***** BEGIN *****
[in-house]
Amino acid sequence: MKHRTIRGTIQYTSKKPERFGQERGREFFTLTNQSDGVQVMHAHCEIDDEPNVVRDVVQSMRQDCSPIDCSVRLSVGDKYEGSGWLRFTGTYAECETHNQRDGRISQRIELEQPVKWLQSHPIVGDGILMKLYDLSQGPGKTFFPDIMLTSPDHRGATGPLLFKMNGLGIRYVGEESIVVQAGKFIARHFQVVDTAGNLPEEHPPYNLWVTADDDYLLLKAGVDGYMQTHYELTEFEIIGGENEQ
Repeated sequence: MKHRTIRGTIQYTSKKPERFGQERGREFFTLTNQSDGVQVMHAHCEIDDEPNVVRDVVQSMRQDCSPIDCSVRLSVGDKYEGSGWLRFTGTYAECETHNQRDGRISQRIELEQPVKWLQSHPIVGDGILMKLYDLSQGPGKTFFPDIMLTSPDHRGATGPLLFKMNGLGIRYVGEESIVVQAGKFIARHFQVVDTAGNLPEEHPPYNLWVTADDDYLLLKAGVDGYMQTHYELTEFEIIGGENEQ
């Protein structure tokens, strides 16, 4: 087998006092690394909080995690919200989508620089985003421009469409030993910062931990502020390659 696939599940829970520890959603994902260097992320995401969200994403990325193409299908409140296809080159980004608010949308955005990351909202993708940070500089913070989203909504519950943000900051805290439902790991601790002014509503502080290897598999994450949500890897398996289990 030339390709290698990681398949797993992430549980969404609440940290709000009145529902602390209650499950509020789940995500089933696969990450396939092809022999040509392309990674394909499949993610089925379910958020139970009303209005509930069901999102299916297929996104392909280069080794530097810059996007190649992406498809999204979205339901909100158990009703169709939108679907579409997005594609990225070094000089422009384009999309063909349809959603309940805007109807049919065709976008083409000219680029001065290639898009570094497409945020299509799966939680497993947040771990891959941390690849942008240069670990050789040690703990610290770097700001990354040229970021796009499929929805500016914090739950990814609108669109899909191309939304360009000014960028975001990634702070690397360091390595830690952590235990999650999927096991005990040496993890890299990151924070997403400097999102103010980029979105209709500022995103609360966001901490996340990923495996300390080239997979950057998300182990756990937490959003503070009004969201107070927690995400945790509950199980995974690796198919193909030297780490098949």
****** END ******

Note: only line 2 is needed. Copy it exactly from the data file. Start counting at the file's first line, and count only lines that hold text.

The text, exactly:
Amino acid sequence: MKHRTIRGTIQYTSKKPERFGQERGREFFTLTNQSDGVQVMHAHCEIDDEPNVVRDVVQSMRQDCSPIDCSVRLSVGDKYEGSGWLRFTGTYAECETHNQRDGRISQRIELEQPVKWLQSHPIVGDGILMKLYDLSQGPGKTFFPDIMLTSPDHRGATGPLLFKMNGLGIRYVGEESIVVQAGKFIARHFQVVDTAGNLPEEHPPYNLWVTADDDYLLLKAGVDGYMQTHYELTEFEIIGGENEQ